It has been a very intriguing couple of weeks, listening to and reading about the debate on radio, in cartoons and on the pages of newspapers about the types and sizes of milk containers available on Ontario’s grocery shelves.
We need to study effects of 3L milk
As a consumer myself, I recognize the need for Ontario’s dairy marketing system to meet the changing needs of Ontarians from a wide variety of markets and with a wide variety of consumer needs. However, some have unfairly blamed Dairy Farmers of Ontario of acting to keep 3L jugs of milk off the shelves of grocery and convenience stores. Critics have taken a very simple and straightforward issue and have inflamed it beyond recognition. DFO is not even party to the appeal of introducing these jugs as a market option. In fact, our organization supported a pilot project to assess and evaluate consumer demand for a wider variety of containers and sizes of milk, as well as the impact of the introduction of three-litre jugs on the volume of milk sales.
DFO is proudly owned and operated by the farm families of Ontario’s dairy farms. Our organization is charged by the government of Ontario to administer Ontario’s dairy system. That means ensuring that the production of safe, high-quality dairy products matches consumer demand. When you consider the consequences of over or under production, that’s an important goal: under-production can lead to higher prices and can penalize Ontario consumers; over-production can lead to wasted dairy products and penalizes hard-working dairy farmers who earn their wages from the market.
It’s not my place to tell Ontario consumers how much milk they should or should not drink. However, it is the responsibility of DFO to ensure Ontario’s dairy system meets the needs of consumers. When past experience shows that introducing downsized containers impacts the volume of products sold, it becomes critical to the ongoing stability of Ontario’s dairy system to understand the possible effects of 3L jugs. This is not a matter, as some charge, of being anticompetitive. This is a simple matter of meeting the needs of both Ontario’s consumers and dairy farmers.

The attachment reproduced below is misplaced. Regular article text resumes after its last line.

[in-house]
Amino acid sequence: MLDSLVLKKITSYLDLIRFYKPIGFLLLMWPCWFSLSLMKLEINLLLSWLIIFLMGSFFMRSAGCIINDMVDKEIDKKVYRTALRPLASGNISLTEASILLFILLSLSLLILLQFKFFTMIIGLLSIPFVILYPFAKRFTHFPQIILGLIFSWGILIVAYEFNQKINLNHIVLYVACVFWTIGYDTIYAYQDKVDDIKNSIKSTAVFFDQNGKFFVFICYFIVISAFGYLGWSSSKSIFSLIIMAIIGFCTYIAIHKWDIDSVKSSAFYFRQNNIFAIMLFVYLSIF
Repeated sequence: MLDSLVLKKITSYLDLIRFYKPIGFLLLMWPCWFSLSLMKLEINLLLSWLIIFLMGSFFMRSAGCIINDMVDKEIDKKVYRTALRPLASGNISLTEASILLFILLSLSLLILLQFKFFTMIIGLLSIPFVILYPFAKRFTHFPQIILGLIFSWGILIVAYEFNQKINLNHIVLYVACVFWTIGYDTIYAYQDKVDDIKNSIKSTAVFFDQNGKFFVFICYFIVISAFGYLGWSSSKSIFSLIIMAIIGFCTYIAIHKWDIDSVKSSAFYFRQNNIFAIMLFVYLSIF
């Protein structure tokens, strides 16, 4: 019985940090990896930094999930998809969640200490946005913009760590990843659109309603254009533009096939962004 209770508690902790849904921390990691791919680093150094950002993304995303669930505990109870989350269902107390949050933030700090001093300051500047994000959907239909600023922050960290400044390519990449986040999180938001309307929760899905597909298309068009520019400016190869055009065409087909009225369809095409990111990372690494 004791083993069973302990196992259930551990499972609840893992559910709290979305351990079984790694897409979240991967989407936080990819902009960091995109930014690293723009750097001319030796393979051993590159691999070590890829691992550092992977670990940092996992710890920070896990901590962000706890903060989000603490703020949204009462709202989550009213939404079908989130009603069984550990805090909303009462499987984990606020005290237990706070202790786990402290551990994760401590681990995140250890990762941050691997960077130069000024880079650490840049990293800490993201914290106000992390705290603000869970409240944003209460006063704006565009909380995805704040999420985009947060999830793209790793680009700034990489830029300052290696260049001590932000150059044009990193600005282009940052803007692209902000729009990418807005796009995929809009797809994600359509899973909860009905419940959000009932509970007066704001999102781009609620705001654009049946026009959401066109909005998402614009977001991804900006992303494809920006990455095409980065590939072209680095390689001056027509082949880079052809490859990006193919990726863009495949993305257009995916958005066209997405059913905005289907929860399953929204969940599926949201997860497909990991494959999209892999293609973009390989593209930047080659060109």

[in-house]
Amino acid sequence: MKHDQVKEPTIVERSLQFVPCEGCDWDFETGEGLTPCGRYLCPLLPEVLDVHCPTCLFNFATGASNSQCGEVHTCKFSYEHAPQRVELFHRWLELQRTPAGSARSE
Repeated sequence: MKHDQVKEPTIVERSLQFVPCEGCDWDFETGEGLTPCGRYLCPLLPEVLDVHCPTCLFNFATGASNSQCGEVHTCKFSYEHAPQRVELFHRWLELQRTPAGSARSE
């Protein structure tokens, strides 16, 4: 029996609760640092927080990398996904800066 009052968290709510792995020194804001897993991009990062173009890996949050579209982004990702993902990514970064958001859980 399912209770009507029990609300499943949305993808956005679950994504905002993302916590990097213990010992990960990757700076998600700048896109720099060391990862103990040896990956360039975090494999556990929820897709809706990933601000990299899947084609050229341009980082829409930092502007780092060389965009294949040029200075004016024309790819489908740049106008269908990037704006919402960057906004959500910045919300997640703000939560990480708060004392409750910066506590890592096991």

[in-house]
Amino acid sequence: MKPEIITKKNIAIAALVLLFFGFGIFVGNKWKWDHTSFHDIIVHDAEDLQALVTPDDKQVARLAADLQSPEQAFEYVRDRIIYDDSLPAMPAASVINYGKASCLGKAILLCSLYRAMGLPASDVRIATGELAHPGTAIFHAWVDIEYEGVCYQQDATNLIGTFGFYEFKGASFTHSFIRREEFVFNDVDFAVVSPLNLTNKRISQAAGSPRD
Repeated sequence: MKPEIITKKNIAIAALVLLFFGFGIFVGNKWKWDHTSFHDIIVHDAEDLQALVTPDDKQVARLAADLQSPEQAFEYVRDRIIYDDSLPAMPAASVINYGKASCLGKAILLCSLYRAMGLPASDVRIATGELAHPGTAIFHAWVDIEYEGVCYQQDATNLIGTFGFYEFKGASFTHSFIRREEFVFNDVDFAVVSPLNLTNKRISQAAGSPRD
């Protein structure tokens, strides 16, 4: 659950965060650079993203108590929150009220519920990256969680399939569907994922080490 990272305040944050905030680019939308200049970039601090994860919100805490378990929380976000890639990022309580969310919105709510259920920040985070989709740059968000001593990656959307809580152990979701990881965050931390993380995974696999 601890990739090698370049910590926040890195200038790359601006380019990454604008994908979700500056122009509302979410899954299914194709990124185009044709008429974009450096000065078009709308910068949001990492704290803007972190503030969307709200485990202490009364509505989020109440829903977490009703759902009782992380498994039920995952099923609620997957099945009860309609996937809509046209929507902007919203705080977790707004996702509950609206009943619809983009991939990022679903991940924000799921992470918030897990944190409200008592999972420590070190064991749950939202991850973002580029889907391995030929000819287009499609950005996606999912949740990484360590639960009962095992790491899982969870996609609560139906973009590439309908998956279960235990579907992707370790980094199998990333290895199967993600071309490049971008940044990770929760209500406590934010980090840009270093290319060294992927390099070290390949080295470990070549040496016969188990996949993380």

In short, DFO is not opposed to 3L jugs of milk. As an organization owned and operated by Ontario’s dairy farmers, it is simple common sense that we would support measures that meet consumer demands and grow the market for dairy products. However, if DFO is to continue meeting the needs of Ontario consumers and Ontario’s dairy farmers, we must understand the impact of 3L jugs on the dairy market.
As a dairy farmer, I know first hand the importance of meeting the needs of Ontario consumers.
Some say the Canadian dairy system reduces choice while costing Canadians more than other countries, typically looking to the U.S. for comparison. However, the facts do not support this argument. As a start, most products are cheaper in the U.S. than in Canada. One needs only to compare the price of greeting cards, North American-built cars, books, or even newspapers. That said, the price Ontarians pay for dairy products is on par with what consumers in most other developed countries pay.
It’s true that Americans in some states pay less – but we must look at why. While American dairy farmers receive billions of taxpayer subsidies, Ontarians are not expected, nor are asked, to subsidize the dairy industry through their tax dollars. Other jurisdictions permit the use of synthetic hormones to meet market needs. Instead, Ontario’s dairy system meets the highest safety and quality standards in the world, while ensuring farmers can reinvest in safety to produce efficient, high-quality dairy products that other dairy systems simply do not provide.
By Bill Emmott – Bill Emmott is an Ontario dairy farmer. He serves as Chair of the Board of the Dairy Farmers of Ontario.